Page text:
Reading again about TBC It is specified that full frame TBC like AVT-8710 act just to purify the signal quality. Do it mean that video Adjustments: Brightness, Contrast, Color, Tint (NTSC) and Sharpness are almost useless on this device as they were on the canopus ACDV-300?

I mean AVT-8710 is for purification point, for the rest you have to get pros amp and/or image enhancer like signvideo?
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01-16-2012, 07:38 AM
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From a color correction stance, it's probably no different than the AVT-8710/CTB-100 devices.

Generally speaking, devices are controlled by their components costs (including manufacturing labor, worldwide freight costs, etc):
  • TBC = $100+
  • True proc amp controls = $200+
  • Quality standards conversion = $1,000+
Then double the prices (minimum) for market MSRP.

When a device claims to do anything, and doesn't have at least $$$ worth of parts in addition to whatever else it may have (DVD recorder, VCR, TV, etc), then you really need look at it with a suspicious nature. In the past couple of decades, we've seen a lot of electronic thingamabobs, especially in the world of video, promising to do this or that task for very low costs. In the end, most items fail, and quite miserably.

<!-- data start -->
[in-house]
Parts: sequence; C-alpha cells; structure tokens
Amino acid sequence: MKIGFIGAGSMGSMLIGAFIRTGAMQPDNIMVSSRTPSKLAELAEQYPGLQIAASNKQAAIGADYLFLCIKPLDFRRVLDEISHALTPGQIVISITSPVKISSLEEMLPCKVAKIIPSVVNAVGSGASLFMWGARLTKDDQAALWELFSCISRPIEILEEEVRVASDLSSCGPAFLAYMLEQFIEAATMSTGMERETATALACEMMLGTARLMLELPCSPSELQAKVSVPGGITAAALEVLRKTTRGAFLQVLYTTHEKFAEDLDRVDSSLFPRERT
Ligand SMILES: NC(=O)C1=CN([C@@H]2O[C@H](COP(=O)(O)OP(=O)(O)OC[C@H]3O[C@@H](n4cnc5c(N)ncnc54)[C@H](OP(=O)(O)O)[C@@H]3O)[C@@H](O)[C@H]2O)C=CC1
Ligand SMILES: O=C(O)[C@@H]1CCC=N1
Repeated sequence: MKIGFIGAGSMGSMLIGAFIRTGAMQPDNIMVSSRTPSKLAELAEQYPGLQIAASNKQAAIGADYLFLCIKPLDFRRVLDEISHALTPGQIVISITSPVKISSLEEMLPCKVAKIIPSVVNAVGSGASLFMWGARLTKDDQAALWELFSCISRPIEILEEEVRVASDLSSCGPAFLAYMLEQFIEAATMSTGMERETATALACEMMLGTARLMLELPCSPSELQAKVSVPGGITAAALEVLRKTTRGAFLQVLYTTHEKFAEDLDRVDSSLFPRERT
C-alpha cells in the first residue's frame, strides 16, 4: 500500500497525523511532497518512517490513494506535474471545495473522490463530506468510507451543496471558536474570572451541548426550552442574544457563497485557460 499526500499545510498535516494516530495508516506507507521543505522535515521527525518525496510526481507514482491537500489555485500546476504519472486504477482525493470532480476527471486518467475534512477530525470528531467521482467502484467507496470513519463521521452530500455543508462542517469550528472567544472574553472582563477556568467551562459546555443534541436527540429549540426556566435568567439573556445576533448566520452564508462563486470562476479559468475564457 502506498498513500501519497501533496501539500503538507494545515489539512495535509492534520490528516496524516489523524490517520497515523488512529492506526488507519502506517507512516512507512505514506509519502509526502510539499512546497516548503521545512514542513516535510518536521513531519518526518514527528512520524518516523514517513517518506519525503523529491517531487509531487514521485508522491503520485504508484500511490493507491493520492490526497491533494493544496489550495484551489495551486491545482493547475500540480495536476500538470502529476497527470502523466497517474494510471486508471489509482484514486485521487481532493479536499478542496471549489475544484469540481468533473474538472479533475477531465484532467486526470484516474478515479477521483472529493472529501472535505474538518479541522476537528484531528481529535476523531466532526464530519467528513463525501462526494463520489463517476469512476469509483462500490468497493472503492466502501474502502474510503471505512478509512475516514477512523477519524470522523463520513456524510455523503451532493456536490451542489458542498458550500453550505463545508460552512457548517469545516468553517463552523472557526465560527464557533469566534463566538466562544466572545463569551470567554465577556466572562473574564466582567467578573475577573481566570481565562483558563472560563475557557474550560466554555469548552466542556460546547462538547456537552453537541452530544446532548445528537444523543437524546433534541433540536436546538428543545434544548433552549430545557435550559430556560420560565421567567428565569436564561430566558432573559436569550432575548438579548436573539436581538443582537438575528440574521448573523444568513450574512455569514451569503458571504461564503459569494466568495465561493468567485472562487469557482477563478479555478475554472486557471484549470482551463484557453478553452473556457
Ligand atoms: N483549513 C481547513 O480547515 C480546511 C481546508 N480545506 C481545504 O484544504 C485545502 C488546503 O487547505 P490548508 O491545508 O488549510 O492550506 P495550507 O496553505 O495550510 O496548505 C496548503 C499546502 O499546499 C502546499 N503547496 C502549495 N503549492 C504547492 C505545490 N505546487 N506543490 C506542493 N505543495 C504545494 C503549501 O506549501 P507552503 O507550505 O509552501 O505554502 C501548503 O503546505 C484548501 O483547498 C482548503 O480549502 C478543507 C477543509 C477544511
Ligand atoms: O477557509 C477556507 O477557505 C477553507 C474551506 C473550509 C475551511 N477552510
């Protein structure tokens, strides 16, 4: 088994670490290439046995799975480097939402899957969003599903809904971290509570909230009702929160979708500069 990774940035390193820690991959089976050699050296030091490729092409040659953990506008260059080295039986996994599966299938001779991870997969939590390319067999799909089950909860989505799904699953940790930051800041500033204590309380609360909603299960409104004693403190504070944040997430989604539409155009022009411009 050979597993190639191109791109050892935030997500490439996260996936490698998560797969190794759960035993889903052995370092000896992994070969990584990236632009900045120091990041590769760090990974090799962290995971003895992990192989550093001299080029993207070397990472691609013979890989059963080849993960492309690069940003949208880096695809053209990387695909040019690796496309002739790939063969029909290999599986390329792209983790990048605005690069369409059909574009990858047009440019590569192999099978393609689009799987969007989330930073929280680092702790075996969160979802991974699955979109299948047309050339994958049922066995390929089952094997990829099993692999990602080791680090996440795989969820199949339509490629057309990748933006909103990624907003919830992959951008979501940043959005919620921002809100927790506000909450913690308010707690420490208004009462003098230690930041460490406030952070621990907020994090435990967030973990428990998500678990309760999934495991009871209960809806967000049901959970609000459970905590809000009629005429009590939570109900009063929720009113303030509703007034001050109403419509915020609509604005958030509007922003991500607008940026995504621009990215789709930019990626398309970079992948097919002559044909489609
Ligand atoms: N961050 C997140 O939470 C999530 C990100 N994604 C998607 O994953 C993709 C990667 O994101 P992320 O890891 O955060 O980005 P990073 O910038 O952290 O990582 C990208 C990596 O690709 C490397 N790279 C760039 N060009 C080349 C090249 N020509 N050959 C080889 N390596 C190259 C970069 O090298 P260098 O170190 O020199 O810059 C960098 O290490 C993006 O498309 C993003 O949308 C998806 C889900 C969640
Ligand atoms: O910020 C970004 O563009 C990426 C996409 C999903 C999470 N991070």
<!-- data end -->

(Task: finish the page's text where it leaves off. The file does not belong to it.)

So if a TBC claimed to also be a proc amp, it had better cost $600+ on the open market. And there are some broadcast grade TBCs from Leitch (and earlier brands, like DPS) that have true proc amps married to the TBC. But those generally cost well into the four-digit realm. Even used, these tend to fetch $300+ in passable condition -- generally more along the lines of $500-800.

For example: http://www.ebay.com/itm/Leitch-DPS-2...-/260835338937

The DPS-220 found at the eBay link is a huge TBC, half the height of an S-VHS VCR, and twice the overall base size (length/width). It's far from being a convenient size unless you operate traditional broadcast racks. With the amount of components/chips needed for quality proc amp and TBC processing, it's no wonder that marrying a few devices results in a behemoth brick of a unit. For the size-conscious, separate units work out better, even if priced higher.